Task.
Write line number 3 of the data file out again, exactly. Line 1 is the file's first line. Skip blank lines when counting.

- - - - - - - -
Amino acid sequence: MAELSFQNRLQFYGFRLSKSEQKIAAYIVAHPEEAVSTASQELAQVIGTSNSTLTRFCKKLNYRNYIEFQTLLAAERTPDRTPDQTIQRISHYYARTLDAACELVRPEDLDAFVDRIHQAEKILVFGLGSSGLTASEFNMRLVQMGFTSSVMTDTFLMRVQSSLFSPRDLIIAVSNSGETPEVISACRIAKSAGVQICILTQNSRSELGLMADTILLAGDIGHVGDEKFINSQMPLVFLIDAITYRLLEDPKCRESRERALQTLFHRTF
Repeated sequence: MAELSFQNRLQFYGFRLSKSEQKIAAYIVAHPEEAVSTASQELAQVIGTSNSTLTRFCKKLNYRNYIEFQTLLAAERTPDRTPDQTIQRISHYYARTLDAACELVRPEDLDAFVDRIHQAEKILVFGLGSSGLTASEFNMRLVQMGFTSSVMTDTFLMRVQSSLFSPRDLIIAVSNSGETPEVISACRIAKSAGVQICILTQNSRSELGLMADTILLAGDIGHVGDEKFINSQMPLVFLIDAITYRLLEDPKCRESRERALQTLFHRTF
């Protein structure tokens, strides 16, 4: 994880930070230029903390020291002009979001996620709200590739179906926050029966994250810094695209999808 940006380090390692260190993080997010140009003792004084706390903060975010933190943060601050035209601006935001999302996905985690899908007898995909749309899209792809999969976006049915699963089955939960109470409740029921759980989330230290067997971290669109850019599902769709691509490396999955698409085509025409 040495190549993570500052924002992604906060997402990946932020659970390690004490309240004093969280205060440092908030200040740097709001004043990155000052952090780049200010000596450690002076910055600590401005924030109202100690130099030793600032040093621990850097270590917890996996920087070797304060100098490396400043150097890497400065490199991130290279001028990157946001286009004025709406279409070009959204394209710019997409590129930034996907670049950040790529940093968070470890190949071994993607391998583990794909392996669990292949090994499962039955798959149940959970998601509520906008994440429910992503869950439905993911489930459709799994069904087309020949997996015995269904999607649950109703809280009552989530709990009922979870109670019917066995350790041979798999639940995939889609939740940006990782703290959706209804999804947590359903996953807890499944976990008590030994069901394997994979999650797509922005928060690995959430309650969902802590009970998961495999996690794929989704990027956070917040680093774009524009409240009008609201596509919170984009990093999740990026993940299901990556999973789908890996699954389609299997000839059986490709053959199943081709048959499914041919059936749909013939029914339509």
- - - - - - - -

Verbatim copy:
């Protein structure tokens, strides 16, 4: 994880930070230029903390020291002009979001996620709200590739179906926050029966994250810094695209999808 940006380090390692260190993080997010140009003792004084706390903060975010933190943060601050035209601006935001999302996905985690899908007898995909749309899209792809999969976006049915699963089955939960109470409740029921759980989330230290067997971290669109850019599902769709691509490396999955698409085509025409 040495190549993570500052924002992604906060997402990946932020659970390690004490309240004093969280205060440092908030200040740097709001004043990155000052952090780049200010000596450690002076910055600590401005924030109202100690130099030793600032040093621990850097270590917890996996920087070797304060100098490396400043150097890497400065490199991130290279001028990157946001286009004025709406279409070009959204394209710019997409590129930034996907670049950040790529940093968070470890190949071994993607391998583990794909392996669990292949090994499962039955798959149940959970998601509520906008994440429910992503869950439905993911489930459709799994069904087309020949997996015995269904999607649950109703809280009552989530709990009922979870109670019917066995350790041979798999639940995939889609939740940006990782703290959706209804999804947590359903996953807890499944976990008590030994069901394997994979999650797509922005928060690995959430309650969902802590009970998961495999996690794929989704990027956070917040680093774009524009409240009008609201596509919170984009990093999740990026993940299901990556999973789908890996699954389609299997000839059986490709053959199943081709048959499914041919059936749909013939029914339509």